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FB: Don't touch our nukes. Air Force and Defense Department officials are opposing moves to limit how much money they can spend on nuclear modernization, including the Air Force's new bomber.
Sen. Ed Markey, D-Mass., and Rep. Earl Blumenauer, D-Ore., on Monday introduced the Sane Approach to Nuclear Expenditures Act, which aims to cut $100 billion from the nation's nuclear weapons budget. The measure would cut the B-61 gravity bomb development and cancel the development of an air-launched cruise missile, delay the long-range strike bomber development, cancel the F-35's ability to carry a nuclear weapon and defer development of new intercontinental ballistic missiles for the Air Force. The bill would also cut the number of nuclear submarines and cancel the construction of nuclear weapons processing facilities.
"We are robbing America's future to pay for unneeded weapons of the past," Markey said in a statement. "As we debate the budget and Republicans rally around devastating cuts to Medicare, Head Start and investments in research and science, it makes no sense to fund a bloated nuclear arsenal that does nothing to keep our nation safe in the 21st century."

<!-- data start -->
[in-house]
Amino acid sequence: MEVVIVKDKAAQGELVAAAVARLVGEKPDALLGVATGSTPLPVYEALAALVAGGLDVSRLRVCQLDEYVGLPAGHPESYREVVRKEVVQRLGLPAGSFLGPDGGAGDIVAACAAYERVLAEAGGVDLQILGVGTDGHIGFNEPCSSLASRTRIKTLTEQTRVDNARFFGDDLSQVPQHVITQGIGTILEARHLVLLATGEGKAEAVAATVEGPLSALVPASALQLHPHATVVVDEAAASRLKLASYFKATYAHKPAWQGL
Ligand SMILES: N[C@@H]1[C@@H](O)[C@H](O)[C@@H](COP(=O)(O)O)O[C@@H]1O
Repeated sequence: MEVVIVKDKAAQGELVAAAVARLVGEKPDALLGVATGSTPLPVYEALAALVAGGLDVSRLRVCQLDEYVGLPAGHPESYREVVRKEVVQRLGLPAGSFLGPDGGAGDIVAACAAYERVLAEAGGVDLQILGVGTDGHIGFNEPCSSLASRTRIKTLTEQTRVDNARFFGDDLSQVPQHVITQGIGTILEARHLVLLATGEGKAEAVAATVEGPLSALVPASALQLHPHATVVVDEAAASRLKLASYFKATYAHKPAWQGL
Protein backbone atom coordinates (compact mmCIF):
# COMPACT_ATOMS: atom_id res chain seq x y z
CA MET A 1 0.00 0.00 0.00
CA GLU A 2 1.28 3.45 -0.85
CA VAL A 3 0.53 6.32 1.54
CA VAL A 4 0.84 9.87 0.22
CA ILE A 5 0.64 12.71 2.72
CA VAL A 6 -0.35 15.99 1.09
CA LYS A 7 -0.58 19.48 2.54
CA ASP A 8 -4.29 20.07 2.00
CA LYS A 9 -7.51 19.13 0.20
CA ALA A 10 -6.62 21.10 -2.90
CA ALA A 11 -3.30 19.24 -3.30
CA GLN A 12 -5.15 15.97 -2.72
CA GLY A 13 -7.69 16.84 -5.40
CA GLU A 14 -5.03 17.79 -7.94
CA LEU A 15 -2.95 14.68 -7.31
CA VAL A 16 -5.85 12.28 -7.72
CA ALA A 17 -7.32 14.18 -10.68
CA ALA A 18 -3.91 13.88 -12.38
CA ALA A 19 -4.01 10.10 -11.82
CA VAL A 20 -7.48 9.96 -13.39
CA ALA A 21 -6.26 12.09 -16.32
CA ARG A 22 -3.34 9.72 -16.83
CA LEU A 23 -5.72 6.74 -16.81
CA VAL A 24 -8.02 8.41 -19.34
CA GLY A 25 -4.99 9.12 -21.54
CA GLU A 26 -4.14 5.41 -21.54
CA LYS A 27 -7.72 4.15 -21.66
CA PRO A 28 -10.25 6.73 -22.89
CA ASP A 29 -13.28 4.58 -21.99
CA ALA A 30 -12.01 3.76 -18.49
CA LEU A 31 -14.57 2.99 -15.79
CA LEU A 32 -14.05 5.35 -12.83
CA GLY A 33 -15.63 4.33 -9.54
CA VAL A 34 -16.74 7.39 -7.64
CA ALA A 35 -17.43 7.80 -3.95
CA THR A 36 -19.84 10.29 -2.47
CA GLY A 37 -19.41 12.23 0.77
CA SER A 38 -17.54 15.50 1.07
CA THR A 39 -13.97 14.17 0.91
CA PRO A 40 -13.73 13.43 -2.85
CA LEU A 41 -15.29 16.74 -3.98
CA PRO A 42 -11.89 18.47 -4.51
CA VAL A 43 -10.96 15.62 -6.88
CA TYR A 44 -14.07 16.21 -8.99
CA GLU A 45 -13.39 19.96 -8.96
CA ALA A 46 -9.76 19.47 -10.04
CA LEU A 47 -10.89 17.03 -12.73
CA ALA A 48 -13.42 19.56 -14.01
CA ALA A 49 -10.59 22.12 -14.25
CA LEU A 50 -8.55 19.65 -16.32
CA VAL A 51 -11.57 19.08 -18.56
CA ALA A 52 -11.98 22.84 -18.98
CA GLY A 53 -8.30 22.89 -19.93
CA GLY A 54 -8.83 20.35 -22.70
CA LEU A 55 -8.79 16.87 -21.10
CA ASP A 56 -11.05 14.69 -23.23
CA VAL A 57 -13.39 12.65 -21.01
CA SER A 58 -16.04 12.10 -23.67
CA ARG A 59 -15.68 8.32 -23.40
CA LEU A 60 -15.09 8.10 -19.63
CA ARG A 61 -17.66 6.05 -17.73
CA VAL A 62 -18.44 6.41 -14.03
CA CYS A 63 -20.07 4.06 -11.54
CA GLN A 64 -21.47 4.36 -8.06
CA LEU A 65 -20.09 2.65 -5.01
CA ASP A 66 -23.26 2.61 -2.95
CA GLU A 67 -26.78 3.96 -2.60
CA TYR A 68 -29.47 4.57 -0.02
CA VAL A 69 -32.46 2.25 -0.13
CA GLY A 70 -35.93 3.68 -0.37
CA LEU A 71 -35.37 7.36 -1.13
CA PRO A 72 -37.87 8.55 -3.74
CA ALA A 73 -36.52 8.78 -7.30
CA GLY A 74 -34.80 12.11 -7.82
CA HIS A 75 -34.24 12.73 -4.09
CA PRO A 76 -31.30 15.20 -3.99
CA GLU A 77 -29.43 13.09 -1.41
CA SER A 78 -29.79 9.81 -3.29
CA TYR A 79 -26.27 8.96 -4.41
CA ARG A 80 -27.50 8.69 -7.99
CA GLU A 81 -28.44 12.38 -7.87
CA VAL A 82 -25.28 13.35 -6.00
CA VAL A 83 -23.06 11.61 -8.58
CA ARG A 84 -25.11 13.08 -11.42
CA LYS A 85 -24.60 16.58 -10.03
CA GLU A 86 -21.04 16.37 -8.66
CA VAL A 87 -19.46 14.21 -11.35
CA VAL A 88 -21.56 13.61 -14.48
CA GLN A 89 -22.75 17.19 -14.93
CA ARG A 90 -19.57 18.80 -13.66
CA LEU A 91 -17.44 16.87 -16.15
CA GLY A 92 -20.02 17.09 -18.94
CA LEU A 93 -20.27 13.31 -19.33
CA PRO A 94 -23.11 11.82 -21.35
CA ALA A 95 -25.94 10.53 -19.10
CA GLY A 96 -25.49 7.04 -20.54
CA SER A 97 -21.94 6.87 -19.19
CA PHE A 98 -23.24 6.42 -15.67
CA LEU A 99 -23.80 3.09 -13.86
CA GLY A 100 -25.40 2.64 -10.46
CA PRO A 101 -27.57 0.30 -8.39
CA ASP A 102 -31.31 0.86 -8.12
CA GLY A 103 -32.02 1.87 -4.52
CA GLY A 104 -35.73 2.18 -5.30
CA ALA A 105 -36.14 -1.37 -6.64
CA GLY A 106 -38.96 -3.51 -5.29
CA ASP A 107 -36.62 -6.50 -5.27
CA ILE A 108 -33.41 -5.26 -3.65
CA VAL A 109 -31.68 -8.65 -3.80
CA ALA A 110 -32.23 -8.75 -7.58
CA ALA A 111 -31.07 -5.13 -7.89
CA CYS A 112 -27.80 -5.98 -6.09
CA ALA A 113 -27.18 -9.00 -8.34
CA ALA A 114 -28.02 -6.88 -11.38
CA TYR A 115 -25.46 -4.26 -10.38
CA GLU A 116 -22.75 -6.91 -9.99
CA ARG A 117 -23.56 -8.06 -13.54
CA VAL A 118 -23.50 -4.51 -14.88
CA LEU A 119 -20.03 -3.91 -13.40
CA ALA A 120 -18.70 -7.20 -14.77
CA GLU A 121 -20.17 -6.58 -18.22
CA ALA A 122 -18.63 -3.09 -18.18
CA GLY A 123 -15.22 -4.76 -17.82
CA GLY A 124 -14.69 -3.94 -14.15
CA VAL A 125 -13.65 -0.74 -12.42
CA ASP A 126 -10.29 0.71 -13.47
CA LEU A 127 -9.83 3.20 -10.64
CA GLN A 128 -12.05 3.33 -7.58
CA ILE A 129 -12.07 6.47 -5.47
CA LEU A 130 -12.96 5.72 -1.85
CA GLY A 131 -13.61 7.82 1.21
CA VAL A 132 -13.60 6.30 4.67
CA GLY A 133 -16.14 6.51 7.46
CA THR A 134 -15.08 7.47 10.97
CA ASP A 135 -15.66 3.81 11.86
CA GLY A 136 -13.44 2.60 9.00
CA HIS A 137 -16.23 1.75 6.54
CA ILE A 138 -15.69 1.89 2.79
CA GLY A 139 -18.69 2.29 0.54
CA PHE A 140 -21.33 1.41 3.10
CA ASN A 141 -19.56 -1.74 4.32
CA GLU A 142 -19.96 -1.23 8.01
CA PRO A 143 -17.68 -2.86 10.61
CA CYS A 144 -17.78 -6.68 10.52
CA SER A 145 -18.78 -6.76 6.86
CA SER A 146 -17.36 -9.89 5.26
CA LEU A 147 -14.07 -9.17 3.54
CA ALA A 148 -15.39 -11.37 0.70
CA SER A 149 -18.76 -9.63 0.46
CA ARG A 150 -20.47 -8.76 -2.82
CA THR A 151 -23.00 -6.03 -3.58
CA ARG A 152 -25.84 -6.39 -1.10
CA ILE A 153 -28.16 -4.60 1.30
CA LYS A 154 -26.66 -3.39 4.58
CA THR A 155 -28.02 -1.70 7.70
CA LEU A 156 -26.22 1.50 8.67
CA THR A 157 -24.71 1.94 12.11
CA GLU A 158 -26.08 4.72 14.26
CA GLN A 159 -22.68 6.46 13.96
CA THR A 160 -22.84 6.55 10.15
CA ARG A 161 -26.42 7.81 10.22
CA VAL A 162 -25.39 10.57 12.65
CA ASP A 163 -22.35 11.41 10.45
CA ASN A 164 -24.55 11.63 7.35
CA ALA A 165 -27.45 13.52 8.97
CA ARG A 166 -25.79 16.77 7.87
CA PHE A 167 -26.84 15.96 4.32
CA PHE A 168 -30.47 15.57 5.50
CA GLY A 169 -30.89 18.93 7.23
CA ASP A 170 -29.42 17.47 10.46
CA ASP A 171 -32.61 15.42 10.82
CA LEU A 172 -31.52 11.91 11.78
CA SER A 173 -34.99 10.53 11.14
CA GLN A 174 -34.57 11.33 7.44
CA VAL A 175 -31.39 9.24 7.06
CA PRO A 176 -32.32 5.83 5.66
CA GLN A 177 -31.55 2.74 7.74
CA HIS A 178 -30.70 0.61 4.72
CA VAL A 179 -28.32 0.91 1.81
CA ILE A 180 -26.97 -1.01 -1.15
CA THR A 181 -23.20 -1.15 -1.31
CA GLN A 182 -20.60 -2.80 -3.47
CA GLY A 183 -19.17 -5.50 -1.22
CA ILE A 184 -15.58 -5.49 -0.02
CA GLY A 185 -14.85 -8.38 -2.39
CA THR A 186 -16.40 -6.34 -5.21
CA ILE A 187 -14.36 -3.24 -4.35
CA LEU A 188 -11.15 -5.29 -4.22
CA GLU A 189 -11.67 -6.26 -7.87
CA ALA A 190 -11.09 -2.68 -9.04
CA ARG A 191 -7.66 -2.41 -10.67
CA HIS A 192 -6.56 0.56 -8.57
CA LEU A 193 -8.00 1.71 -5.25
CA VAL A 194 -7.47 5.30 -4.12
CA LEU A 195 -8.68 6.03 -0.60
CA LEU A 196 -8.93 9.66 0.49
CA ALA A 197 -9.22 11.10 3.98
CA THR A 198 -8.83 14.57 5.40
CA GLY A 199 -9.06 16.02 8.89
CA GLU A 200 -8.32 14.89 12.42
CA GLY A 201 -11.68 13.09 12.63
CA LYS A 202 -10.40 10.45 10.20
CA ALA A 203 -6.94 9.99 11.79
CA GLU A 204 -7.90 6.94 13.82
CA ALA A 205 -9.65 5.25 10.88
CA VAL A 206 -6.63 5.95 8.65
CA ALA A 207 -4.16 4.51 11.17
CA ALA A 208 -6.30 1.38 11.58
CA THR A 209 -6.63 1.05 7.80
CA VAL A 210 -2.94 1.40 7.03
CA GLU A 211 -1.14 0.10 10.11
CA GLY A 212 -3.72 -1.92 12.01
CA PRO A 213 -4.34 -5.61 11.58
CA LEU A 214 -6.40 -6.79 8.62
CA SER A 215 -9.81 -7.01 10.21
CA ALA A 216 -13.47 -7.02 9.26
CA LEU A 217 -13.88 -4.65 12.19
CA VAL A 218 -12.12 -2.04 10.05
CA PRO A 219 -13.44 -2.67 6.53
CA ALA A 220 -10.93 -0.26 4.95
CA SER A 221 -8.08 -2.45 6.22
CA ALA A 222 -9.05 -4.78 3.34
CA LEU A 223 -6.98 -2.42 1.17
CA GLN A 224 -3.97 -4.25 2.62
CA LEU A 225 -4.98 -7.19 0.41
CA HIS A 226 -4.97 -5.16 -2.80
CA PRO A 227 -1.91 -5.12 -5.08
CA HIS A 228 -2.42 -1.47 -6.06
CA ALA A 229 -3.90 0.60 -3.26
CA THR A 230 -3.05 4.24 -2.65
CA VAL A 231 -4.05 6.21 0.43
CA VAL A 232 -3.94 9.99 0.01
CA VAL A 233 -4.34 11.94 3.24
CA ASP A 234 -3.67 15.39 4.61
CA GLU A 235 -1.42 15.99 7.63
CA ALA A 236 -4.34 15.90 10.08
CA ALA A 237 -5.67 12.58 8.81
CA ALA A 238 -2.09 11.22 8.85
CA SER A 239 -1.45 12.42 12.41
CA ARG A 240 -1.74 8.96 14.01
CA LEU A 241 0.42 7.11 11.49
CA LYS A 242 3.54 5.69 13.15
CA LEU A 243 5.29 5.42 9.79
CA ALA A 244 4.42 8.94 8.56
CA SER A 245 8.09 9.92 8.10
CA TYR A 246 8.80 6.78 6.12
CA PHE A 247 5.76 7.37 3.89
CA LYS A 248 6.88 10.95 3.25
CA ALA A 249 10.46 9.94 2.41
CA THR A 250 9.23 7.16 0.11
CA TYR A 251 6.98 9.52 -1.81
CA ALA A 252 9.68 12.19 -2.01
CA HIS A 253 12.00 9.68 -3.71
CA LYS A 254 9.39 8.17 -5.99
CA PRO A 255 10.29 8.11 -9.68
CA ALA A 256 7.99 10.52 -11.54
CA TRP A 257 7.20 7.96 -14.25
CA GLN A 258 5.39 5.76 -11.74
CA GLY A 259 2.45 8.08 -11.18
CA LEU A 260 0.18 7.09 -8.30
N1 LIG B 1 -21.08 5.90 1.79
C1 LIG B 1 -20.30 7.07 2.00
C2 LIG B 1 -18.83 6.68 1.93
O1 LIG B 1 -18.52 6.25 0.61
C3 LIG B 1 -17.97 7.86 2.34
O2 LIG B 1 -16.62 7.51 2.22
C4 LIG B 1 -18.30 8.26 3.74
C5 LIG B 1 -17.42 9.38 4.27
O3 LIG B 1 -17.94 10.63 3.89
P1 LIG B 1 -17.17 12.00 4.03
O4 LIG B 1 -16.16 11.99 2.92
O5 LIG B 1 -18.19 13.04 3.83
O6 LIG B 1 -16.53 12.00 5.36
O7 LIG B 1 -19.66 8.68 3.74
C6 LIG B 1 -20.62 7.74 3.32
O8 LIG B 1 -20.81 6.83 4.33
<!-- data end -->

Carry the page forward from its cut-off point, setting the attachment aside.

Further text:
Congress instead should work to find savings in existing programs and the Pentagon needs to aim for a one-third reduction in its deployed weapons, Blumenauer said.
Air Force and Navy Defense Department officials have been public this week in defending their moves to invest in the nuclear community. Adm. Cecil Haney, commander of U.S. Strategic Command, told reporters Tuesday today that the spending is necessary to compete with advancements in the nuclear capability of that potential adversaries such as Russia and China have made in their nuclear capability.
"We cannot simply afford to underfund our strategic ability," Haney said. "Any cuts to our budget … will hamper our ability to sustain and modernize our joint military forces and put us at real risk of making the nation less secure and able to address future threats."
The military has been forced to delay upgrades to infrastructure, a bill that is coming due to keep a "credible deterrent," Haney said.
The Air Force's is "committed to funding the nuclear enterprise appropriately" and needs to make it clear that its mission is a "national capability," Air Force Secretary Deborah Lee James said Monday at a Carnegie Endowment for International Peace event Monday in Washington, D.C.
A major part of this plan is the long-range strike bomber, which is expected to enter service in the mid-2020s. The service expects to award a contract for an engineering, manufacturing and development within the next several months, James said. The bomber is expected to replace the B-52, which will fly until 2040 when it hits about 80 years of service, and the B-2 Spirit. The with an overall goal is a fleet of 80 to 100 new bombers.